Music for Microloans

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Shimoda Air Force has come up with a new way to create great music via online collaboration – while using their art to make a positive difference on the other side of the world.
 
Brian Weingartner of Shimoda Air Force explains how it all started in this interview.
 
 
What is Shimoda Air Force?
 
Shimoda Air Force is a two-person band featuring Brian Weingartner and Josh Kross. Our influences include Wilco, Radiohead, WEEN, Miles Davis, and The Hold Steady. We are pretty much a recording project because Josh lives in New York City and I live in Philadelphia. Josh and I have been friends for decades and SAF was born out of our desire to make music together even though we lived several hours apart. 
 
We share our recording files over the internet, making the recording process pretty flexible for us, and we have been able to give each other a lot of creative freedom to experiment with song writing and arranging, as well as recording techniques. Since we are rarely in the same room together when recording we have learned to trust the judgment of the other person, in a way that is completely different than any bands we’ve either been in before this. 
 
 
I understand that SAF has an innovative revenue model, where your listeners themselves decide how much to pay for your music – and you are using 50% of your proceeds to make loans to Zidisha entrepreneurs.  Why did you decide to involve Zidisha?
 
This was really a multi-step decision on our part. After our debut EP “Stay On Target” had been on iTunes, Amazon, and Spotify for a year we were faced with the decision on whether or not we wanted to take a chunk of our profits to re-up with those services. When it came down to, it just seemed like a waste of money, and that there was something better we could be doing with that money. While having our music available on the big sites was cool, it ended up seeming like more of a status symbol to us instead of a sound business decision, especially because we are a small independent band. We also did not like having no control over what to charge for our music. We love making music, we love sharing the music we make, and any money that comes from this process is a bonus to us.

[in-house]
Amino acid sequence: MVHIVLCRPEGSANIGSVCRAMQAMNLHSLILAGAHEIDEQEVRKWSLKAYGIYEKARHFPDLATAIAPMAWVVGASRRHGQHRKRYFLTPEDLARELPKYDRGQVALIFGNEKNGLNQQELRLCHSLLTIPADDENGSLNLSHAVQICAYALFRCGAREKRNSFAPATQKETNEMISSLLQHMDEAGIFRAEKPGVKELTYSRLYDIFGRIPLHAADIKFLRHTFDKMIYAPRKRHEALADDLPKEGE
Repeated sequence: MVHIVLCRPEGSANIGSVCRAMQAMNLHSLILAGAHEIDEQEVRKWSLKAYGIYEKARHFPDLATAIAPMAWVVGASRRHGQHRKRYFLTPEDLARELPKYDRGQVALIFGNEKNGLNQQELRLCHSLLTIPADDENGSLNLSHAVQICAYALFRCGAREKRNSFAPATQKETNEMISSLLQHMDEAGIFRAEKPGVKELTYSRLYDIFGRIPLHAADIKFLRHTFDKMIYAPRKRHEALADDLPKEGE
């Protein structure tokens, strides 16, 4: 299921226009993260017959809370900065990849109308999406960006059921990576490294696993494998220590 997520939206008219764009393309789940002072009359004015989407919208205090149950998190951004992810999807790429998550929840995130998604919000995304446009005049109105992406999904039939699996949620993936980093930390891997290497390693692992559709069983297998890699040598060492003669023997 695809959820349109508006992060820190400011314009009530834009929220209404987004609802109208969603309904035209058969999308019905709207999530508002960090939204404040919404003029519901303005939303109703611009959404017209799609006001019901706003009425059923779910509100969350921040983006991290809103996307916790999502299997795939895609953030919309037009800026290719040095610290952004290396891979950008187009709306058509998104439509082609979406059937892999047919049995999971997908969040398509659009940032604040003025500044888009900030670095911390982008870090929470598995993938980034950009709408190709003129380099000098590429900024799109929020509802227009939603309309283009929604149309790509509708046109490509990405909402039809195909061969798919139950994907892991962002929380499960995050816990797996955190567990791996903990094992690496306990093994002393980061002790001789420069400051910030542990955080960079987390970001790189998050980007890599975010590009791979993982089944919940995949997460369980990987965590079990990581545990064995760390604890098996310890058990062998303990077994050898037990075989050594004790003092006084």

Once we made the decision to move forward with our music only on BandCamp and have the pay what you want model, we next came to what to do with the money we already made, and what we would do with the money we might potentially make. We decided we wanted to help make a difference in the world, and thought about a number of charities we would like to support. We ran into the issue that we would most likely be making a one time donation, and due to the amount of money we would be donating, make a relatively small impact. This led us to consider micro-lending.
 
Picking the right micro-lending organization was more complex than we anticipated. After considering several bigger names that turned out to lend with extremely high interest rates, we decided on Zidisha.  Zidisha provided us with a great opportunity to make a large impact on someone’s life, with our relatively limited profits, as well as the ability to roll over our loans into new loans as they are paid back. Once we figured this all out we became really excited about the prospect of being able to help multiple people with the same funds.
 
 
How have your listeners responded to the chance to support Zidisha entrepreneurs with their purchases?
 
We certainly have had several people express interest in what we are doing with the proceeds, and the feedback we have received has all been overwhelmingly positive. We chose not to hit people over the head with our decision to get involved with Zidisha with music that had been out for a year already. We have a new release coming in 6 months or so, and we plan on hitting the micro-lending aspect of what we are doing much harder with that release. We really hope that the positive interest we have received so far translates into a greater impact for our Zidisha lending.
 
 
What is your favorite Zidisha entrepreneur story?
 
Josh has had the opportunity to make loans to a lot of people, as he seems to always pick short-term loans that need a little money to finish.  His favorite, however, has been a larger loan to Yacine Moustatpha Gueye in Senegal.  One of the most interesting things about the loan process has been her constant updates about what she’s doing and where she is doing it.  She has posted about many other women she works with, and has kept us with updates about how the holidays and seasons are affecting business.  This gives a much better insight into the help we are giving the borrowers.  
 
Learn more about Shimoda Air Force:
 
Twitter: @ShimodaAF
Get “Stay On Target”: http://shimodaairforce.bandcamp.com/

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